While teams league-wide are experimenting with core read-option concepts, the New York Jets reportedly spent the offseason wedded to the subpackage that caught fire in the NFL half a decade ago.
Schein: Rex's last stand
Adam Schein says Rex
Ryan isn't just coaching for his Jets job this season; he's coaching for his NFL future. **More ...**
Ryan told reporters Wednesday that Gang Green plans to use more Wildcat, not less, in 2013.
"I would say we probably would," Ryan said, "because, like you guys say, we never used it (in 2012). So I would say, yeah. I would think that's part of what we do."
Ryan went on to announce that the Wildcat is "here to stay, for the simple fact that guys are getting these quarterbacks now -- these mobile quarterbacks -- and the size, speed and all of that kind of stuff, so I do think it's here to stay."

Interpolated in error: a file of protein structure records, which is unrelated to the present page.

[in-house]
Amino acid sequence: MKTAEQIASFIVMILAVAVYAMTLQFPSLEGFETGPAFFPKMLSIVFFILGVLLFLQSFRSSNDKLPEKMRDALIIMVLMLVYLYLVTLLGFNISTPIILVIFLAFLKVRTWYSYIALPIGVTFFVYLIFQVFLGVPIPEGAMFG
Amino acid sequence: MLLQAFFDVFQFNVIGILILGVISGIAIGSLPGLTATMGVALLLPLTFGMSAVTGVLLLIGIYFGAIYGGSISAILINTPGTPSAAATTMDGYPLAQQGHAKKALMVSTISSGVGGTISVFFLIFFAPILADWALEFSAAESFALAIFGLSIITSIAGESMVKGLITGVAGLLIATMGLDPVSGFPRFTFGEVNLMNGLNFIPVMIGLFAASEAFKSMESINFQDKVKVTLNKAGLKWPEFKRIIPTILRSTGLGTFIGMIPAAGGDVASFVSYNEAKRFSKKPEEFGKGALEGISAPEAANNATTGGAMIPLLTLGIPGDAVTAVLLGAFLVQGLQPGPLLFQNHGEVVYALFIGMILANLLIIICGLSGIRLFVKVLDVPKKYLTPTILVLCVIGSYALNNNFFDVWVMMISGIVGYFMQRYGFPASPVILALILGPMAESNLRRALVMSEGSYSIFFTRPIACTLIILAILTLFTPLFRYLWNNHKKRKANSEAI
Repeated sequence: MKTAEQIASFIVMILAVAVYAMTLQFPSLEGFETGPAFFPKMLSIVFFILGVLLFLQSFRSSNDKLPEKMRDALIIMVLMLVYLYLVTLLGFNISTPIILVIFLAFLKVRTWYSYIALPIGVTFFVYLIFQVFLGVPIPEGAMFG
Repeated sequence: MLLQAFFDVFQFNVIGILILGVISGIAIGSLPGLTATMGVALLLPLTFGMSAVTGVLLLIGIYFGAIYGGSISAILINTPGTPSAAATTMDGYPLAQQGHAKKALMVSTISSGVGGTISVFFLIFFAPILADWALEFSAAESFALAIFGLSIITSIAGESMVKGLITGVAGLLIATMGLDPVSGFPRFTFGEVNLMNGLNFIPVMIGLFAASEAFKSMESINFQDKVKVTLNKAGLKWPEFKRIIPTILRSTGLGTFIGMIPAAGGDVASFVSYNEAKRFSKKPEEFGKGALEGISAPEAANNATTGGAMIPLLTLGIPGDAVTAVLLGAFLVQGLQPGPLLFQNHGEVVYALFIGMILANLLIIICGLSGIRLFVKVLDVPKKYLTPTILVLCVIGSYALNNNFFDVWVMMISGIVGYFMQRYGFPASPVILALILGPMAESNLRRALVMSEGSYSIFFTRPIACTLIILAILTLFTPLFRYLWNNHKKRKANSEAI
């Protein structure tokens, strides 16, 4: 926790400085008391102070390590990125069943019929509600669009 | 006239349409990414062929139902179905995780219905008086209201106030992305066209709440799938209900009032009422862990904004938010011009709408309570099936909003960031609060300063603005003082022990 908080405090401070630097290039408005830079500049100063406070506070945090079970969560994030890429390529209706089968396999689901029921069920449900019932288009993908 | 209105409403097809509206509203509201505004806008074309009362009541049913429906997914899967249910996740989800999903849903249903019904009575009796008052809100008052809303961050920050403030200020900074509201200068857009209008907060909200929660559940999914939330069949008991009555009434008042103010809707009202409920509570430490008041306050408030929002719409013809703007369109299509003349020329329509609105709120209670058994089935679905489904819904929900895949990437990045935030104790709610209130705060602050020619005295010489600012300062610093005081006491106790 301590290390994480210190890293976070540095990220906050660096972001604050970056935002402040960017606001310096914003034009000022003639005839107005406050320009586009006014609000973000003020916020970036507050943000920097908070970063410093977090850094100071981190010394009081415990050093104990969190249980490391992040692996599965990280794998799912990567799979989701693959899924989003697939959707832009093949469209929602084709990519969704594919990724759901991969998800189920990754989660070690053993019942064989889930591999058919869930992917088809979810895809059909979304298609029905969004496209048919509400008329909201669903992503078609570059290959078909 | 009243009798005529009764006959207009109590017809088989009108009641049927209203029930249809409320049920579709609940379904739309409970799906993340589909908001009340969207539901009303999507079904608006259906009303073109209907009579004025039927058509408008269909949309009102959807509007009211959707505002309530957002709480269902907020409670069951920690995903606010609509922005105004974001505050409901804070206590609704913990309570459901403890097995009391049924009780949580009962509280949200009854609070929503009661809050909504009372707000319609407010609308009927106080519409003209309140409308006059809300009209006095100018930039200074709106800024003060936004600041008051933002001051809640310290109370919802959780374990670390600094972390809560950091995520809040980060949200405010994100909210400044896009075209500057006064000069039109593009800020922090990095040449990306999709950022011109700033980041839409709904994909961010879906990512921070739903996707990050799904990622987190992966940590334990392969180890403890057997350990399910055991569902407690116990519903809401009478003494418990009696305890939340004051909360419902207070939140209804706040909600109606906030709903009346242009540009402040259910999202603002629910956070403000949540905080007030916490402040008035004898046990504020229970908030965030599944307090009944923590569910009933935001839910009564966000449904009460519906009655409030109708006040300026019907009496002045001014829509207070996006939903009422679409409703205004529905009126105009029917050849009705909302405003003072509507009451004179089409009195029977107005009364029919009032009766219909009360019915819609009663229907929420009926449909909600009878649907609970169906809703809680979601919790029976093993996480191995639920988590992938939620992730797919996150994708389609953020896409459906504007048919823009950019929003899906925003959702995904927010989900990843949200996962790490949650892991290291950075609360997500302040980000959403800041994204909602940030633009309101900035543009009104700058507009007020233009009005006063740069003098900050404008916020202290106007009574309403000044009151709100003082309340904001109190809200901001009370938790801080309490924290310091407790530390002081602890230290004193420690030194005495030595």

Ryan went on: "It does give you the numbers back," he said. "Sometimes on defense you're playing with plus-one, but it's the great equalizer and that's what I was saying when we were putting it in with Brad (Smith), and Leon Washington and (Tim) Tebow or whoever. But the other thing is you're seeing different guys do it. We've had Jeremy Kerley do it, we've had Brad do it. It doesn't have to be the quarterback."
Outside of the Jaguars going Wildcattin' down in Florida with Denard Robinson, the scheme (largely solved by defenses years ago) will not keep New England Patriots coach Bill Belichick up at night. Last year's rise of the read option promises to cause further headaches for NFL defenses this season, but the Jets widely floundered in their attempt to revive the Wildcat in 2012. Why go there again?
Chris Wesseling summed it up best: "The rest of the league is playing chess, and Rex is over in the corner with his Lincoln Logs."